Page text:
Bulimia Nervosa is a serious eating disorder characterized by binge-eating, then preventing weight gain through methods such as purging, fasting, using laxatives, and/or excessive exercising. Bulimia mostly affects teenagers and young adults.

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Uncomfortable eating around others and in public

Going to the bathroom after eating

Strict exercise regime

Not participating in usual activities

Concern or obsession with weight/appearance

Mood swings

Gastrointestinal issues

Irregular periods



Misconception vs. Reality

"You can only have BED if you are obese."
The criteria for diagnosis of BED has little to do with one’s weight. Formal diagnosis is based on specific eating patterns. Ridiculing those who are overweight or “fat shaming”, contributes to the feelings of shame that bulimia sufferers may experience after an episode of binge eating.

"People with BED enjoy eating."
Binge eating can sometimes provide temporary psychological relief for sufferers. Those suffering from bulimia can experience extreme physical and emotional discomfort after overeating.

"BED can be solved by fasting."
It is never safe to encourage unhealthy eating habits. People suffering from bulimia are susceptible to other eating disorders, which can make recovery and coping extremely difficult.



Restoration to Healthy Eating Patterns
This process includes returning to a healthy weight through a specialized meal plan and establishment of healthy habits. This can be done with the help of a dietician who specializes in eating disorders. A primary care doctor, psychologist, or family member can be involved in the recovery process.

Specifically CBT (cognitive behavioral therapy) or enhanced CBT to help with overcoming fears of certain foods, internalized fat phobia, body image issues, and low self-esteem. A therapist can help to identify and reframe unhealthy beliefs about one’s body in order to make recovery easier.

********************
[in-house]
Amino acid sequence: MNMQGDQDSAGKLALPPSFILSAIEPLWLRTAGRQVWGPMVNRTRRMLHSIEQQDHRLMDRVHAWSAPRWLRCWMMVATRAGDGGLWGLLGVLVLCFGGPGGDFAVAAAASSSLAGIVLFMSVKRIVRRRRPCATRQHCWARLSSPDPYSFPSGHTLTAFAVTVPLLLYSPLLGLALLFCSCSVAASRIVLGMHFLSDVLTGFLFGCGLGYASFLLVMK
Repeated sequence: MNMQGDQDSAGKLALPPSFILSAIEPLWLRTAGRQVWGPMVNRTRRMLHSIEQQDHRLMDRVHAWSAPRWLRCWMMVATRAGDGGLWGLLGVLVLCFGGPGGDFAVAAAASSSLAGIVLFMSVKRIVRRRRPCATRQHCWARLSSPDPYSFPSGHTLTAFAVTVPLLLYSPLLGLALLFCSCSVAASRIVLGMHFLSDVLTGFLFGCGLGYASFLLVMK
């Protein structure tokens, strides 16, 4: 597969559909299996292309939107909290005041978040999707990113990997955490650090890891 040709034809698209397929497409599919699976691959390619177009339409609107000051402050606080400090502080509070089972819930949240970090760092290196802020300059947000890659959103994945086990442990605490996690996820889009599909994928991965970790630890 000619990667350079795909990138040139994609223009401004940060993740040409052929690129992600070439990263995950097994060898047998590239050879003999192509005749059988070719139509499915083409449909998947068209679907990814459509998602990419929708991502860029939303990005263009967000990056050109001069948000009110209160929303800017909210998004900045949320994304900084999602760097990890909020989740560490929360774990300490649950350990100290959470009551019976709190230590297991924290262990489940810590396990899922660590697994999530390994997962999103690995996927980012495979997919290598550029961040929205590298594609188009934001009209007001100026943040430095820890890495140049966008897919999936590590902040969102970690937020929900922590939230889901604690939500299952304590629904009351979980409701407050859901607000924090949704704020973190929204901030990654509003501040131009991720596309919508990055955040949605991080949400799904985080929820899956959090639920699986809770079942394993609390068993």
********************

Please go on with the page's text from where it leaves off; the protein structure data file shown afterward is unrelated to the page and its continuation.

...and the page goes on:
While there are not many medications that are specifically intended for treating eating disorders, medications that are used to treat other mental illnesses can be effective if prescribed by a licensed professional.

Some people who struggle with eating disorders may require more intensive care in the form of hospitalization or residential treatment. During their hospitalization, a patient’s condition is monitored closely in order to ensure their health. As with other eating disorders, a doctor may observe hydration and electrolyte levels, heart, lung, or other organ disturbances, and other health problems. In residential care, the team may even force feed patients or withhold food which can be extremely traumatizing.



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Bulimia nervosa - an Osmosis Preview


Bulimia nervosa | NHS



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For more about treatment and self-care for binge eating, visit Help Guide below.